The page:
The Benefits of Apples & Apple Pectin

  1. The Benefits of Apples & Apple Pectin

    Apple trees are cultivated throughout the Northern Hemisphere, occasionally growing wild. The saying, "an apple a day keeps the doctor away," has some basis in fact, as apple pectin holds preventive activity in cancer and cardiovascular disease. Preliminary evidence suggests a positive relationship between lung function and consumption of five or more apples per week (Butland, et al., 2000). An inverse association may exist between lung cancer risk and foods containing quercetin, found in high concentrations in apples (Le Marchand, et al., 2000).

    Apple pectin is the soluble fiber fraction of the apple fruit. Pectin comes in liquid or dried form and the source is the solid fruit residue with 10-20% pectin in the dried mass (Fleming, 2000). The pectin is extracted from the dried residue at pH 1.5-3 and at temperatures ranging from 60-100[degrees]C.

    Known Medicinal Constituents

    The most well-recognized and evaluated medicinal constituents found in apples include:

    * Quercetin and other flavonoids

    * Pectins

    * Tannins

    * Vitamins, especially ascorbic acid (3-30 mg/100 g)

    * Fruit acids, chiefly malic acid

    Indications for Use

    Apples and apple pectin are indicated for use in the following health challenges:

    * Impaired lung function

    * Lung cancer

    * Colon cancer

    * Diarrhea and constipation

    * Toxic accumulation and toxicity syndromes

    Mechanisms of Action

    It is unknown by what mechanism apples may affect lung function or lower the risk of lung cancer. It has been proposed that the antioxidant flavonoid quercetin may play a major role (Le Marchand, et al., 2000; Butland, et al., 2000). Pectins and pectin-like rhamnogalacturonans found in apples have pronounced antimutagenic effects against 1-nitropyrene induced mutagenicity in vitro (Hensel, A. and Meier, K., 1999). In vitro, pectin polysaccharides most likely interact directly with cells (Salmonella typhimurium) to sterically protect them from mutagenic attack.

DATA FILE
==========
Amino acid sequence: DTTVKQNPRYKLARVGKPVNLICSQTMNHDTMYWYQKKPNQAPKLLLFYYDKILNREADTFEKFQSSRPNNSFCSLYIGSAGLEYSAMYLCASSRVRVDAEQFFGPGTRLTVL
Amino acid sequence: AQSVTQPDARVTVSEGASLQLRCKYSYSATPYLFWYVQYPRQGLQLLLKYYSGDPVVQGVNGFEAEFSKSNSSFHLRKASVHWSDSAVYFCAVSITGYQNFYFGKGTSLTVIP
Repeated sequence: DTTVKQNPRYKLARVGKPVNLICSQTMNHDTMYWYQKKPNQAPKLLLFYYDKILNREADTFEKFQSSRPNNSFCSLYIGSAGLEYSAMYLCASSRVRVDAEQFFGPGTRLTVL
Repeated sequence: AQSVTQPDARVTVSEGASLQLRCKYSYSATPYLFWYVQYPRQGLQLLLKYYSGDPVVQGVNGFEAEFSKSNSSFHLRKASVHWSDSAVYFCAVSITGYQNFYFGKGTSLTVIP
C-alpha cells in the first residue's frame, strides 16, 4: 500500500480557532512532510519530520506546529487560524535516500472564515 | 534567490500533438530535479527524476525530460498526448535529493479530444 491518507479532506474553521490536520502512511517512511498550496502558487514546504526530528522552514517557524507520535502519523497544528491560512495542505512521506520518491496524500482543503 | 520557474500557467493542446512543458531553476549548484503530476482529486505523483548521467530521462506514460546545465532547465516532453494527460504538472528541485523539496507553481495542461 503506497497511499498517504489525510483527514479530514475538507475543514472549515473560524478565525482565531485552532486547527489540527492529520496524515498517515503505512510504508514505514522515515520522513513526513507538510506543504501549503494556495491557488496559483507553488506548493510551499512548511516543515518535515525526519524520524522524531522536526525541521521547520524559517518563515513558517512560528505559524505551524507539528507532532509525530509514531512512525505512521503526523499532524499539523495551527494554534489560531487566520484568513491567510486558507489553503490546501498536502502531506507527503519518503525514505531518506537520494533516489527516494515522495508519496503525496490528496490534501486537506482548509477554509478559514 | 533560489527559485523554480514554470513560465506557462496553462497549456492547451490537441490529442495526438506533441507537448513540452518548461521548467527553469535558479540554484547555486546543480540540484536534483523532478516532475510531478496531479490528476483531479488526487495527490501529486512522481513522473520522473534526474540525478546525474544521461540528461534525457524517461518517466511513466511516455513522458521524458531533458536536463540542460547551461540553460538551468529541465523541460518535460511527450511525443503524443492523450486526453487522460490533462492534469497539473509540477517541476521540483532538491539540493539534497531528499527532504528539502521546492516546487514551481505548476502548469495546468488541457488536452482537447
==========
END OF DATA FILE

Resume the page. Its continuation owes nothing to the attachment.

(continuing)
As well, apple pectin decreases the incidence and number of dimethylhydrazine- and azoxymethane-induced colon tumors in rats (Ohkami, H. et al., 1995; Tazawn, K. et al., 1997; Tazawa, K. et al. 1999). It is also believed that pectin lowers [beta]-glucuronidase activity, a key enzymatic step in carcinogen activation and tumor initiation in the colon.

    In the intestine, apple pectin is a bulk-forming agent similar to psyllium and prevents diarrhea and constipation by a similar mechanism. Pectin also may modify intestinal bacterial enzyme activity in favor of a reduction of toxic breakdown products in the gut (Mallett, A. K. et al., 1987). This may contribute to a chemoprotective effect in colon carcinogenesis.


    Apples in lung function and lung cancer

    Researchers (Le Marchand, et al., 2000) found a statistically significant inverse relationship between lung cancer risk and food sources high in the isoflavone quercetin (anions and apples) after controlling for smoking and intakes of saturated fat and [beta]-carotene in a population-based, case-controlled study conducted in Hawaii (Table 1).

    A long-term cross-sectional analysis of a cohort of 2512 Welshmen aged 45-59 living in Caerphilly, Wales between 1979 and 1983 found that lung function was linearly associated with dietary apple intake (Table 2) (Butland, et al., 2000).

    This study additionally found that the age-related decline in lung function over five years in these men was offset by consuming five or more apples per week during the study period (Butland, et al., 2000).


    These clinical results coupled with the results of earlier trials strongly suggest that apples:

    * Protect against cancer, primarily lung cancer

    * Improve lung function


    * None known

    Side Effects